Many of us sustained one of these as a child. Most likely we were given a sling and/or put in a clavicle strap that pulled our shoulders back.
Even though often we did not follow the doctor’s instructions (we were kids) healing proceeded uneventfully and in 4 weeks we were back on the field and our bikes.
For generations, clavicle fractures in adults have been treated similarly to children, and most of them healed uneventfully but with a much longer more protracted course. Instead of a few weeks, 10 to 16 weeks was more common, within a significant associated disability for most of that time.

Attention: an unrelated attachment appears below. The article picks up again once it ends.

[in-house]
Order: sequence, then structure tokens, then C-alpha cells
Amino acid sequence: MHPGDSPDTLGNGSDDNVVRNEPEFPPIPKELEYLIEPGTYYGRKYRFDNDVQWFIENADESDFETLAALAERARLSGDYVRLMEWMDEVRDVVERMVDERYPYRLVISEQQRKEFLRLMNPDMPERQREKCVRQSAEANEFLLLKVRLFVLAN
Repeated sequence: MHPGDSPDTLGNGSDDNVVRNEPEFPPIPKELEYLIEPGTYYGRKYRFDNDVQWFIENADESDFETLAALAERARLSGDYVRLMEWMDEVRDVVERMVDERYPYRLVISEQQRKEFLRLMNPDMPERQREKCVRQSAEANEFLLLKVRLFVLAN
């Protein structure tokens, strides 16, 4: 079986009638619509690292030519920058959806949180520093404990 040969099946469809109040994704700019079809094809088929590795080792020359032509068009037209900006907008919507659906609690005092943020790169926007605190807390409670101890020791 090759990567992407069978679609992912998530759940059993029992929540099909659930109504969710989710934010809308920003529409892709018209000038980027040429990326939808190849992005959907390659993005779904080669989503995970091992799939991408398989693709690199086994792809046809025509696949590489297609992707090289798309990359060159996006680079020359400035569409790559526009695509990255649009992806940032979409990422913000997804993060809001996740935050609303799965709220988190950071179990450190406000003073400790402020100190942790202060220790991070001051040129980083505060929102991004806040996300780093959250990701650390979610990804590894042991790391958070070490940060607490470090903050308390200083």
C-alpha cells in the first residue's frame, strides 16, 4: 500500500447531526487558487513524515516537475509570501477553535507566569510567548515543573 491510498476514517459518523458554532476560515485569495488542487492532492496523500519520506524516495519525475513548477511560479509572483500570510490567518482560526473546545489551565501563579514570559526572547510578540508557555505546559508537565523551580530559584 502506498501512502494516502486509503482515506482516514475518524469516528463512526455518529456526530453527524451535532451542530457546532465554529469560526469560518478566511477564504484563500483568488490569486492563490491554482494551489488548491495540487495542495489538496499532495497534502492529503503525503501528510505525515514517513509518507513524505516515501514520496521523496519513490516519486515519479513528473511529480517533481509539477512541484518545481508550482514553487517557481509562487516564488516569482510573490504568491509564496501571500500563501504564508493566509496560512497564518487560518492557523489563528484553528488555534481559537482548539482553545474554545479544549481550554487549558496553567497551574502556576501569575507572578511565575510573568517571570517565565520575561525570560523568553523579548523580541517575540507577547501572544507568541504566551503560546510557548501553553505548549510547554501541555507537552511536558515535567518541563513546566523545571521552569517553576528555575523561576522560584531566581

Probable because the standard treatment was nonoperative, there was no hardware (plates and screws) designed specifically for these fractures, but more generic hardware was modified.
Happily, about a decade ago, dedicated clavicle fracture hardware was developed, and the surgical treatment was revolutionized.
Studies from major trauma centers confirmed the high Union (bone healing) rates with these fractures in a much shorter time and a much-reduced duration of impairment because the fracture was stabilized once the hardware was placed.
Now, most adult clavicle fractures that meet certain criteria associated with a protracted healing process are best treated with surgical stabilization.